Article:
with President`s escalated action.


JOY FIRST: I think what we`re doing is escalating the war over there again
in that area of the world and a lot of innocent people are going to be

there`s absolutely no legal basis for what he is proposing and we need more
people in the streets protesting it.


SCHULTZ: Their voice of descant is being echoed by some members of the
Congress. Senator Tim Kaine of Virginia says the President should have
sought out congressional approval before carrying out strikes in Syria.


SEN. TIM KAINE, (D) VIRGINIA: The constitution is pretty clear. The
President always has the ability to defend the United States against any
kind of an imminent attack but as soon as the President decides as the
President described it, to check out a few weeks ago to on offense against
ISIL. If it`s not just a defensive mission but in offensive one, that`s
when the Congress is needed, that`s what the constitution says.


SCHULTZ: During the run up to the war in Iraq in 2003, I believe the
mainstream media neglected to listen to the antiwar voices and covered
them. We should not let this happen again. You`ll get both sides of the
story on the show as we cover what`s unfolding in the Middle East.

I`m joined tonight by David Swanson. He`s the Director of who spoke in today`s protest. David, good to have you
with us tonight.

I want to say that I have read your material with quite interest and I
would go so far as to say you`re probably one of the most antiwar,
antimilitary action activist in this country and I want to tell to our
audience that and I don`t take you take exemption to that but I want to
know -- go ahead. Your response to that?

SWANSON: I don`t know. I am completely (inaudible). I agree 100 percent
to that but I`m not war weary. I`m war aware.


SWANSON: I`ve come to recognize it makes us less safe. It doesn`t do us
any good. So it`s not so much weariness as awareness of what it is.

SCHULTZ: Is the President overstepped to his constitutional authority in
your opinion?

SWANSON: Oh, there`s no question. I agree with Congressman Garamendi and
my own Senator Kaine that this is the blatant violation of Article I,
Section VIII of the constitution but even if Congress comes back and votes
for it, it`s a blatant violation of the U.N. Charter. I mean this is
illegal to go into another country and bomb it but more importantly it`s
counter productive.

It`s almost knowingly counter productive. There is no military solution.
They keep saying that and by the way candidate Barrack Obama strongly
agreed with everything I`ve just said. It`s President Obama who`s changed
his mind and we have to bring him back to that desire to end the mindset.
They gets us into war because there are numerous useful nonmilitary actions
here that don`t involve doing what ISIS openly explicitly wants the U.S.
military to do. And it`s almost guaranteed to be counter productive.

Look at the disaster in Libya. Look at the past quarter century and the
past several years, and the past six weeks in Iraq. It makes things worst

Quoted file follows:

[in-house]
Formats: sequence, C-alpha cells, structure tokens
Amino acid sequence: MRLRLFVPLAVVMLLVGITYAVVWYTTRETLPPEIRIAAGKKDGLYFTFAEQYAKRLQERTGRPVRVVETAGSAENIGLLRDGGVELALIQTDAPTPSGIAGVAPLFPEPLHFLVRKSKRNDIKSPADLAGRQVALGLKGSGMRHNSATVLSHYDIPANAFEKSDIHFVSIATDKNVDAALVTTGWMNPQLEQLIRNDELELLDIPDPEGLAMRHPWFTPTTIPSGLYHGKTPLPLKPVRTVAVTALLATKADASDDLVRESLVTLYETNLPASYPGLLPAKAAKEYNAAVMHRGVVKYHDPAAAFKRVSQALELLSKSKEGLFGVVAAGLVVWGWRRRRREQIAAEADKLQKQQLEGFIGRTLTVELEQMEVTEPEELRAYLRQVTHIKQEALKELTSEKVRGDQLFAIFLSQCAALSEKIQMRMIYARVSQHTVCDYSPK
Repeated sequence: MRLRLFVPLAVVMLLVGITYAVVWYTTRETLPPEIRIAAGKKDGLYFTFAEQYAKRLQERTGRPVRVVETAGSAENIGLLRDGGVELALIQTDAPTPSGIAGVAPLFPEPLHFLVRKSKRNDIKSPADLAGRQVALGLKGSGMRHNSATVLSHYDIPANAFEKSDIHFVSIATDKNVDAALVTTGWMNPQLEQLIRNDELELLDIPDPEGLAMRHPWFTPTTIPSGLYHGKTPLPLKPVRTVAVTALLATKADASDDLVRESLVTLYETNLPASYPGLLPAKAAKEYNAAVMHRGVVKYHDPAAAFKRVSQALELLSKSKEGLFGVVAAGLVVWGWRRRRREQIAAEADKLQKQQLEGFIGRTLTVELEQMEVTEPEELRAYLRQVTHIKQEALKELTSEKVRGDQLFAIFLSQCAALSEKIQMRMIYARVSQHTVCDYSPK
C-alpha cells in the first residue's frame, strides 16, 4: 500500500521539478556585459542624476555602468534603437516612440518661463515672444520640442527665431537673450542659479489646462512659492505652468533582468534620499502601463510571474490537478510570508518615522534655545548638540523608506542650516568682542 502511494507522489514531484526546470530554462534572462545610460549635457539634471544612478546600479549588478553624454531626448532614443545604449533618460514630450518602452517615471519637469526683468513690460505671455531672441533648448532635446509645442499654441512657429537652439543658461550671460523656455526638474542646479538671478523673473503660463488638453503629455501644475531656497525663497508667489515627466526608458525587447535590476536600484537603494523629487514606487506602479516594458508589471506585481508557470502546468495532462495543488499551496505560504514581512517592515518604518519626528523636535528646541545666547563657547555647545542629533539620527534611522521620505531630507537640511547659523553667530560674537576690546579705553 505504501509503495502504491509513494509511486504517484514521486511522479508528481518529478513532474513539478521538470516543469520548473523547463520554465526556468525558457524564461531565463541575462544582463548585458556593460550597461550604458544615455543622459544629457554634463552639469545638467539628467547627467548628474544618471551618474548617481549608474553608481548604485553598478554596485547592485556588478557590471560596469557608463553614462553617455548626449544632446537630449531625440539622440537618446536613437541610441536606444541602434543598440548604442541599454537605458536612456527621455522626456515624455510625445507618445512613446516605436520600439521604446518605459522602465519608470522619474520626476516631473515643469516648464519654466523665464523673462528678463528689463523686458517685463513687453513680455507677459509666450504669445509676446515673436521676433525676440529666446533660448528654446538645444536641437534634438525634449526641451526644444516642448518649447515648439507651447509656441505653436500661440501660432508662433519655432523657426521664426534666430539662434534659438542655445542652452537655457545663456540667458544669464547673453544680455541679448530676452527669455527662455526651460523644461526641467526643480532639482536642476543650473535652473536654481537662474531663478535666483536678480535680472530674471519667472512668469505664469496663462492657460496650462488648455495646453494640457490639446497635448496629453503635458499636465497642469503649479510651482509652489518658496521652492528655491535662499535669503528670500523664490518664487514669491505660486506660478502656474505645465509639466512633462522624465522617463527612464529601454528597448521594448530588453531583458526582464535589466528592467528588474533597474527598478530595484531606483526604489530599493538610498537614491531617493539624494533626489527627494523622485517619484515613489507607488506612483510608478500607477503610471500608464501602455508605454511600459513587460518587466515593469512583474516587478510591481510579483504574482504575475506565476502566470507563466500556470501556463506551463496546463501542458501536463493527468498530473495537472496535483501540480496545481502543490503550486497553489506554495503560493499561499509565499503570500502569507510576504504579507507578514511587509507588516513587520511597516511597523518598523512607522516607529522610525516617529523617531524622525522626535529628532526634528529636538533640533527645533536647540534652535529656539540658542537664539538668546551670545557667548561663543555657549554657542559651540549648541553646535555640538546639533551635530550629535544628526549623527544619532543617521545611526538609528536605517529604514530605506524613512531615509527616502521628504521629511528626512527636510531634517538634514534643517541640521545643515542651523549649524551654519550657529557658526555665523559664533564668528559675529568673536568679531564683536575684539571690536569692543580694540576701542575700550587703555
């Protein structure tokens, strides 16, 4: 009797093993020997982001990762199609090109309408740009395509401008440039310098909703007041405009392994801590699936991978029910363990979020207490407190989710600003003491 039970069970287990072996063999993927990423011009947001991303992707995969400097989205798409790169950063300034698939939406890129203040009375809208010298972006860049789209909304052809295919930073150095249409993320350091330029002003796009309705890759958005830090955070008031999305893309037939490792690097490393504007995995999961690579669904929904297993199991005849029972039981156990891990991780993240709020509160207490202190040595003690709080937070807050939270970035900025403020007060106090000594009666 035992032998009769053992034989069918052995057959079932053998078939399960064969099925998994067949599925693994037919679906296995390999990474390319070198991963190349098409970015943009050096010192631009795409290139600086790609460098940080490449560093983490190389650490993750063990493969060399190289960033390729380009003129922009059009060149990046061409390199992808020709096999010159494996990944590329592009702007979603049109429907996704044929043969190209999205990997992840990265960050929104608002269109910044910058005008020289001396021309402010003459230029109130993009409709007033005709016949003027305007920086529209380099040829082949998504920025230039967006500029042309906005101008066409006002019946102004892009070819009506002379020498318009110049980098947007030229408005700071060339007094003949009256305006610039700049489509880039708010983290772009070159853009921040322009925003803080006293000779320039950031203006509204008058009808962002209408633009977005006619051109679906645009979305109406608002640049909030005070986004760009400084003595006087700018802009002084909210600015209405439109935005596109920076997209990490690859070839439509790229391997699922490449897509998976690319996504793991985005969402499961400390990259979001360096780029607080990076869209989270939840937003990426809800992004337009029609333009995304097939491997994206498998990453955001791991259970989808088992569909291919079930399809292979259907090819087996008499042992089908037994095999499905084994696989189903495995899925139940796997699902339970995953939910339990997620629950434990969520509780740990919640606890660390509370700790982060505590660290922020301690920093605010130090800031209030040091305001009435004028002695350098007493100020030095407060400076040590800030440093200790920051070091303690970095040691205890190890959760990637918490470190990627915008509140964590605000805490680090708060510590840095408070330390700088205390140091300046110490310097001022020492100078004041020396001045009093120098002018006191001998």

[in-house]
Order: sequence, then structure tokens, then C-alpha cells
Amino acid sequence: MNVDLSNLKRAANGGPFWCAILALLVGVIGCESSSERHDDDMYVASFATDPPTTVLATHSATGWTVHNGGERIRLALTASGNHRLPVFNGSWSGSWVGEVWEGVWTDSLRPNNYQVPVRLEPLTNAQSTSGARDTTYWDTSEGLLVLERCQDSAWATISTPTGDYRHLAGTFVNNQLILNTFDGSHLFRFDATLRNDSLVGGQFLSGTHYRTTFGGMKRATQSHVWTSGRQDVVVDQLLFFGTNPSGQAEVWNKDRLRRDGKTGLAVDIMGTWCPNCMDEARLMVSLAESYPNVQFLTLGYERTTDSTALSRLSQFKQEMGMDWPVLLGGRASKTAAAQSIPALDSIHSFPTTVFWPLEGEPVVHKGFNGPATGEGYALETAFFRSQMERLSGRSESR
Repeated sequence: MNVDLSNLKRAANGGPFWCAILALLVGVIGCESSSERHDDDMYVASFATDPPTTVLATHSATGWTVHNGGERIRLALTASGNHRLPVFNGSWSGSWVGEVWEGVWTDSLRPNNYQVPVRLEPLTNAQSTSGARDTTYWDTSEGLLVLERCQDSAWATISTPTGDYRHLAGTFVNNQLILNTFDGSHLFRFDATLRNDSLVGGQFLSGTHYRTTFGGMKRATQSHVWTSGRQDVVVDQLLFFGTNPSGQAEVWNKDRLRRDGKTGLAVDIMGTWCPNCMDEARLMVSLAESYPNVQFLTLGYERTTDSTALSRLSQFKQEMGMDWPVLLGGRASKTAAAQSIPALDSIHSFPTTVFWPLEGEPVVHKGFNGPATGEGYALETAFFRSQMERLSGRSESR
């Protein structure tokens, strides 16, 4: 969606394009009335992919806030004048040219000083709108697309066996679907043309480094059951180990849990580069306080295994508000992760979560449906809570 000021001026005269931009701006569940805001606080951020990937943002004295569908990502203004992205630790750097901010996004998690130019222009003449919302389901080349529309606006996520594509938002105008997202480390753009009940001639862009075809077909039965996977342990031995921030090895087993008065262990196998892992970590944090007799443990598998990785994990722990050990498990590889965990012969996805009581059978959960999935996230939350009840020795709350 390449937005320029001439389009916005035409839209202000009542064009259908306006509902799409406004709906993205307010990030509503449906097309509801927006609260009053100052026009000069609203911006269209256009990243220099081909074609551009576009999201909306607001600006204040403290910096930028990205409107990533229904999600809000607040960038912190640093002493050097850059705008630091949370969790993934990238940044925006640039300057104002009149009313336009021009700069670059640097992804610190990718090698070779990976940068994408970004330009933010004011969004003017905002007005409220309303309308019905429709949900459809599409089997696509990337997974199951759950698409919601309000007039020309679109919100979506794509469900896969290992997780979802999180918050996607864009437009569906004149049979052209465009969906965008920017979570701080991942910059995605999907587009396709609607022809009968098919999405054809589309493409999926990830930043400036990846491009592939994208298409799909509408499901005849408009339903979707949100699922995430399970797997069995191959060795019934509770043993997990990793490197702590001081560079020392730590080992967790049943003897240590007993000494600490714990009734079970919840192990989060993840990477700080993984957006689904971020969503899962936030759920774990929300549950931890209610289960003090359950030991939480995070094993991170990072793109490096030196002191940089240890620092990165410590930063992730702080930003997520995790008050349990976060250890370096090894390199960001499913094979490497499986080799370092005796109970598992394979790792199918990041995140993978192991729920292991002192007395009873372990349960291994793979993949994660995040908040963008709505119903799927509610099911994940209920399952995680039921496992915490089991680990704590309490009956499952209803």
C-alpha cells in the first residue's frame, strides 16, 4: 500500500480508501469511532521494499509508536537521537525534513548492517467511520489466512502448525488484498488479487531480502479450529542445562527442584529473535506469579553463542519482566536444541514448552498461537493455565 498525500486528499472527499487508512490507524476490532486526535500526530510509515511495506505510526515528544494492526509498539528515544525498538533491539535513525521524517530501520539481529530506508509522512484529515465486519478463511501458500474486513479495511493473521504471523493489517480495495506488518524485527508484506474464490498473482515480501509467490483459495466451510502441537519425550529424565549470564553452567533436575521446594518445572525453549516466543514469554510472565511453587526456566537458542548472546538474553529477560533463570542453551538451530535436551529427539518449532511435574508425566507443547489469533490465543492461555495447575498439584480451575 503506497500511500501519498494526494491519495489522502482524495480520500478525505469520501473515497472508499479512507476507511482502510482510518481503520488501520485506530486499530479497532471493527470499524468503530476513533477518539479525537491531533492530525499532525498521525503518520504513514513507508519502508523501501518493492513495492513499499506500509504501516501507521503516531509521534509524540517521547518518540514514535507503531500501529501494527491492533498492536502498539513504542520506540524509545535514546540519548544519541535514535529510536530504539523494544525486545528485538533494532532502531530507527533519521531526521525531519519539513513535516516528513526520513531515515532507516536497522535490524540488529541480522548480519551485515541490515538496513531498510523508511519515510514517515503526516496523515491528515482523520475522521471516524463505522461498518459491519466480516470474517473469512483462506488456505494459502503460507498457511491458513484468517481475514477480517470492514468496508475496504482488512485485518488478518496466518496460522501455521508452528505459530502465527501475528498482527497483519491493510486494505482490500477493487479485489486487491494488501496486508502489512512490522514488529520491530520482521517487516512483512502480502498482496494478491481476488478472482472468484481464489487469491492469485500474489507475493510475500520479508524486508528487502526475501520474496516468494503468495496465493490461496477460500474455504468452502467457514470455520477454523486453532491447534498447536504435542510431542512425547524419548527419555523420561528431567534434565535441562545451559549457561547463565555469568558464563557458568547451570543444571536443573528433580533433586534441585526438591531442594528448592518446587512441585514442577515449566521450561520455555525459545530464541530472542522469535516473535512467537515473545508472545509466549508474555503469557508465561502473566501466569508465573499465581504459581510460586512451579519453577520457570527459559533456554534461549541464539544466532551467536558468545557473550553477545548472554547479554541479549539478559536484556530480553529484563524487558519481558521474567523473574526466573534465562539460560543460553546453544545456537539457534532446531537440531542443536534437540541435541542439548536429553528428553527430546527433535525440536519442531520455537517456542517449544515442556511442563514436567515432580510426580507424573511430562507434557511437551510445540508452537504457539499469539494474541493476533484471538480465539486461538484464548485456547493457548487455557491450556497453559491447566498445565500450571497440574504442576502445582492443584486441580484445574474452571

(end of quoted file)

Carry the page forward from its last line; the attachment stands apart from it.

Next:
to go in and bomb a bad situation.

SCHULTZ: What are you view the U.N.? How the U.N. plays out here? I
found it interesting that the U.N. informed the Syrian Ambassador that
these air strikes were taking place and the U.N. has not formidably said
for this coalition to back off. What do you make of that?

SWANSON: I think the U.N. ought to. I think it is absolutely obliged to
but one of its permanent Security Council members with permanent veto
status is involved in this. The U.N. needs to be reformed. It`s needs to
be democratized. It needs to be strengthened but the fact is that this is
an operation going around the U.N. And the fact that you`d get five kings
and dictators to say they`re on your side shows that you have a great deal
of influence over them.

Why not get them on your side for an arms embargo. 79 percent of the
weapons shipped into the Middle East according to the United States
Congress are from the United States not counting the U.S. military`s

An arms embargo would be three quarters of the way just with the United
States initiating this. If it can get these Sunni governments to bomb
Sunnis, it can get them to them to join an Arms embargo, join discussions
then include Iran and Russia and Syria and Iraq which the U.S. government
is willing to talk to about war but not about peace and send in the actual
aid. A marshal plan scale of restitution to that region which would be far
cheaper than these $2 million missiles.

SCHULTZ: Descanting voices such as yourself, what are your expectations as
all of this military action unfolds?

SWANSON: I think the public support for it is exaggerated and it`s likely
to be short lived. I think it`s driven by irrational fear based on sleek
beheading videos and reports on beheading videos. I think people are going
to realize that bombing the opposite side of the side they were told they
had to bomb a year ago and arming the other side at the same time is
madness, that this is benefiting ISIS, it`s benefiting the weapons
companies, it`s not benefiting the people of Iraq or Syria or the world and
it`s tearing down the rule of love which we would like to uphold for this
nation and every other nation going forward.

And they are unwilling to say how many years and what costs in any
measurement of the costs. People are not going to stand for this very long
and the Congress members have given themselves a little bit too lengthy of
a vacation I think. They`re going to start hearing pressure from people
who want this ended.

SCHULTZ: All right, David Swanson, good to have you with us tonight. I
appreciate your voice and your opinion. And if you`re watching tonight,
you can follow us on Twitter@edshow and at wegoted to comment on this
interview. In this point of view, we`d like to hear from our viewers